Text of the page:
The Court notes that in his response, Plaintiff Massie argues that his claims are not time-barred because his complaint was filed within one year of the date that his Cumberland County sentence for marijuana trafficking was modified. (See Pl. Resp. to Def. Mot. to Dismiss [DN 12] 3-4; Cross-Mot. to Dismiss & Entry of Default J. for Pl./Resp. to Defs. Mot. to Dismiss Action [DN 13] 3.) In this respect, Plaintiff Massie highlights that while he was incarcerated, he appealed his convictions for marijuana trafficking and related offenses. Ultimately, the Kentucky Court of Appeals overturned two of the three convictions, causing the Cumberland County court to amend the original sentence from five years of incarceration to time served. The modification was finalized on June 27, 2013. (Id.) Plaintiff Massie now argues that because his complaint was filed before that date, on June 17, 2013, he was "well within the One Year time frame from the final adjudication of the original case" and his claims should be permitted to proceed. (Id.)

The Court finds, however, that Plaintiff Massie's sentence modification is irrelevant for purposes of determining when his cause of action accrued. In this case, it is clear that Plaintiff Massie's claims are based on the allegedly inadequate medical care he received while he was incarcerated, the allegedly wrongful charges that were brought against him by the Bourbon County Defendants for his possession of Nitro-Glycerin tablets, and the allegedly unconstitutional threats of a Taser shock. (See Compl. [DN 1].) These actions all occurred while Plaintiff Massie was incarcerated, in 2010 and 2011. Plaintiff Massie's one-year statute of limitations for his § 1983 claims began running at that time. Because he did not file his complaint within one year, his § 1983 claims against the State Defendants, the Bourbon County Defendants and Defendant Kapusta fail.

The Court holds that this conclusion also applies to Defendant Raymond B. Campbell. Indeed, there would be no purpose in allowing this matter to go forward against him in view of the fact that it is clearly time-barred. See Castillo v. Grogan , 52 Fed.App'x 750, 751 (6th Cir. 2002) (noting that a court may sua sponte dismiss a complaint as time-barred when the defect is obvious); Alston v. Tenn. Dep't of Corr., 28 Fed.App'x 475, 476 (6th Cir. Jan. 28, 2002) ("Because the statute of limitations defect was obvious from the face of the complaint, sua sponte dismissal of the complaint was appropriate."); Fraley v. Ohio Gallia Cnty., 166 F.3d 1213, 1998 WL 789385, at *1 (6th Cir. Oct. 30, 1998) (affirming the sua sponte dismissal of a pro se § 1983 action filed after the statute of limitations for bringing such an action had expired); Ali v. Morgan , 2009 WL 872896, at *3 (E.D. Ky. Mar. 27, 2009) (holding that if a statute of limitations defense clearly appears on the face of a pleading, a court can raise the issue sua sponte ). Thus, Plaintiff Massie's § 1983 claims are DISMISSED WITH PREJUDICE as to Defendant Campbell.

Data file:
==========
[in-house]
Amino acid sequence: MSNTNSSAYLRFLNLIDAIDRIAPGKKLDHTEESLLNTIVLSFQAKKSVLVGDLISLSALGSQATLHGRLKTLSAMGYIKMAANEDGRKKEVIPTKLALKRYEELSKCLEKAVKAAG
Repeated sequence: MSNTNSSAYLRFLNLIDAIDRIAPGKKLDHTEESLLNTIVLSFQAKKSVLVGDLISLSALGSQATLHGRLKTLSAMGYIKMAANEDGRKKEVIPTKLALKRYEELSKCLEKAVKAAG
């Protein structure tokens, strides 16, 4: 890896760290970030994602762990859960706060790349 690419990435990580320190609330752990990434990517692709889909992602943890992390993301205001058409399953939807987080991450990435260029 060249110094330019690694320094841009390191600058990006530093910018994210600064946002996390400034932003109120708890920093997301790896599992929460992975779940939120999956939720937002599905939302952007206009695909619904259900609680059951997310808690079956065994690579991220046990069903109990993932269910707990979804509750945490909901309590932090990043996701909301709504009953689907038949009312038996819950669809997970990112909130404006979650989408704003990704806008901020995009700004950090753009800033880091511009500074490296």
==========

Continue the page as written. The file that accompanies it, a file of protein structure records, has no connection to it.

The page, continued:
In addition to Plaintiff Massie's § 1983 claims, he alleges that the Defendants violated Ky. Rev. Stat. § 532.100. (Compl. [DN 1] 1.) However, because Plaintiff Massie's federal § 1983 claims are subject to dismissal, the Court declines to exercise supplemental jurisdiction over the state-law claims. See 28 U.S.C. § 1367(c)(3) (providing that a district court may decline to exercise supplemental jurisdiction when it has dismissed all claims over which it has original jurisdiction); see also United Mine Workers of Am. v. Gibbs , 383 U.S. 715, 726 (1966). Therefore, Plaintiff Massie's state-law claims are DISMISSED WITHOUT PREJUDICE.